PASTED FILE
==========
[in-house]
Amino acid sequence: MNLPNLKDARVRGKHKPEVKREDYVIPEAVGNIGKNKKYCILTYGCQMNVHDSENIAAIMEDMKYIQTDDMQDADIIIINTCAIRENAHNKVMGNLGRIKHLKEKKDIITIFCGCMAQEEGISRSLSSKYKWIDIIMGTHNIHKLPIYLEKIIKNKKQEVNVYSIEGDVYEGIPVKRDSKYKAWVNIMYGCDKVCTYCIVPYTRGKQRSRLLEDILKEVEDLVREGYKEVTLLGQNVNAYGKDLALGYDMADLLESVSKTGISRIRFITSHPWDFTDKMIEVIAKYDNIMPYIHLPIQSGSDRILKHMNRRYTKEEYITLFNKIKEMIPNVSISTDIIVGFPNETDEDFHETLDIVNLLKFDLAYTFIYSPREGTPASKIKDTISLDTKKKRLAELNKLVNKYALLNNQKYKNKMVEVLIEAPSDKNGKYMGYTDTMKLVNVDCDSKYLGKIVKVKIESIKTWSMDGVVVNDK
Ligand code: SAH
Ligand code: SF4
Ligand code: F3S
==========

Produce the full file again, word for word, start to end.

[in-house]
Amino acid sequence: MNLPNLKDARVRGKHKPEVKREDYVIPEAVGNIGKNKKYCILTYGCQMNVHDSENIAAIMEDMKYIQTDDMQDADIIIINTCAIRENAHNKVMGNLGRIKHLKEKKDIITIFCGCMAQEEGISRSLSSKYKWIDIIMGTHNIHKLPIYLEKIIKNKKQEVNVYSIEGDVYEGIPVKRDSKYKAWVNIMYGCDKVCTYCIVPYTRGKQRSRLLEDILKEVEDLVREGYKEVTLLGQNVNAYGKDLALGYDMADLLESVSKTGISRIRFITSHPWDFTDKMIEVIAKYDNIMPYIHLPIQSGSDRILKHMNRRYTKEEYITLFNKIKEMIPNVSISTDIIVGFPNETDEDFHETLDIVNLLKFDLAYTFIYSPREGTPASKIKDTISLDTKKKRLAELNKLVNKYALLNNQKYKNKMVEVLIEAPSDKNGKYMGYTDTMKLVNVDCDSKYLGKIVKVKIESIKTWSMDGVVVNDK
Ligand code: SAH
Ligand code: SF4
Ligand code: F3S